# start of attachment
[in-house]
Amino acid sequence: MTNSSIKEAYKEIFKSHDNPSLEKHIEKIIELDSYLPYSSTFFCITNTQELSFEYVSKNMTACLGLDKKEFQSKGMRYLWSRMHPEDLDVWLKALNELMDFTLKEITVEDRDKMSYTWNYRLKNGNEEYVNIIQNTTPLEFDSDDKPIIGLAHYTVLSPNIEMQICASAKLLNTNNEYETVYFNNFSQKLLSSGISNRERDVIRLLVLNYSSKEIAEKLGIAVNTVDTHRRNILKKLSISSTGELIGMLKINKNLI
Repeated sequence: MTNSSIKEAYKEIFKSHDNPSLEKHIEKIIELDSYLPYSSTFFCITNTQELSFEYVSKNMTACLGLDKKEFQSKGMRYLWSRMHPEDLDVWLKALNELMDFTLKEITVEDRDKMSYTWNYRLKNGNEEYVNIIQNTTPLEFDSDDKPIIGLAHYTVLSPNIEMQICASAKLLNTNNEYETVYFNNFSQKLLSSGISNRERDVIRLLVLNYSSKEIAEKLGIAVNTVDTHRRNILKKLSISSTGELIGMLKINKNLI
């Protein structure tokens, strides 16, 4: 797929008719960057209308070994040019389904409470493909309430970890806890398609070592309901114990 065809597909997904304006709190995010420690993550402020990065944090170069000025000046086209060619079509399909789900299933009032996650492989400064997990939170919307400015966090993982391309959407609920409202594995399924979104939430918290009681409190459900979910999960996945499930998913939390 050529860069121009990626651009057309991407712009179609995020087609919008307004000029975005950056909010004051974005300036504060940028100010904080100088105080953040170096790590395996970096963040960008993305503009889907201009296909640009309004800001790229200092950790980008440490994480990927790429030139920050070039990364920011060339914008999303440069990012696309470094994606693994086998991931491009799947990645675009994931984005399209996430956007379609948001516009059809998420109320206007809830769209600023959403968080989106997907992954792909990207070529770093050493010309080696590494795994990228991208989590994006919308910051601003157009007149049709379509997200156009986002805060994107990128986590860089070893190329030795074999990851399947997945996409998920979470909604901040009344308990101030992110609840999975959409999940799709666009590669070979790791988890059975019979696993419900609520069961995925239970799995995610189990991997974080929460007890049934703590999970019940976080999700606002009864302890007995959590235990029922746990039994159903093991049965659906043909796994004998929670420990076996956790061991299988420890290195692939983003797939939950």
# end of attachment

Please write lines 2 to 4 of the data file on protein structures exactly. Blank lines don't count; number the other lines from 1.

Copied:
Amino acid sequence: MTNSSIKEAYKEIFKSHDNPSLEKHIEKIIELDSYLPYSSTFFCITNTQELSFEYVSKNMTACLGLDKKEFQSKGMRYLWSRMHPEDLDVWLKALNELMDFTLKEITVEDRDKMSYTWNYRLKNGNEEYVNIIQNTTPLEFDSDDKPIIGLAHYTVLSPNIEMQICASAKLLNTNNEYETVYFNNFSQKLLSSGISNRERDVIRLLVLNYSSKEIAEKLGIAVNTVDTHRRNILKKLSISSTGELIGMLKINKNLI
Repeated sequence: MTNSSIKEAYKEIFKSHDNPSLEKHIEKIIELDSYLPYSSTFFCITNTQELSFEYVSKNMTACLGLDKKEFQSKGMRYLWSRMHPEDLDVWLKALNELMDFTLKEITVEDRDKMSYTWNYRLKNGNEEYVNIIQNTTPLEFDSDDKPIIGLAHYTVLSPNIEMQICASAKLLNTNNEYETVYFNNFSQKLLSSGISNRERDVIRLLVLNYSSKEIAEKLGIAVNTVDTHRRNILKKLSISSTGELIGMLKINKNLI
């Protein structure tokens, strides 16, 4: 797929008719960057209308070994040019389904409470493909309430970890806890398609070592309901114990 065809597909997904304006709190995010420690993550402020990065944090170069000025000046086209060619079509399909789900299933009032996650492989400064997990939170919307400015966090993982391309959407609920409202594995399924979104939430918290009681409190459900979910999960996945499930998913939390 050529860069121009990626651009057309991407712009179609995020087609919008307004000029975005950056909010004051974005300036504060940028100010904080100088105080953040170096790590395996970096963040960008993305503009889907201009296909640009309004800001790229200092950790980008440490994480990927790429030139920050070039990364920011060339914008999303440069990012696309470094994606693994086998991931491009799947990645675009994931984005399209996430956007379609948001516009059809998420109320206007809830769209600023959403968080989106997907992954792909990207070529770093050493010309080696590494795994990228991208989590994006919308910051601003157009007149049709379509997200156009986002805060994107990128986590860089070893190329030795074999990851399947997945996409998920979470909604901040009344308990101030992110609840999975959409999940799709666009590669070979790791988890059975019979696993419900609520069961995925239970799995995610189990991997974080929460007890049934703590999970019940976080999700606002009864302890007995959590235990029922746990039994159903093991049965659906043909796994004998929670420990076996956790061991299988420890290195692939983003797939939950």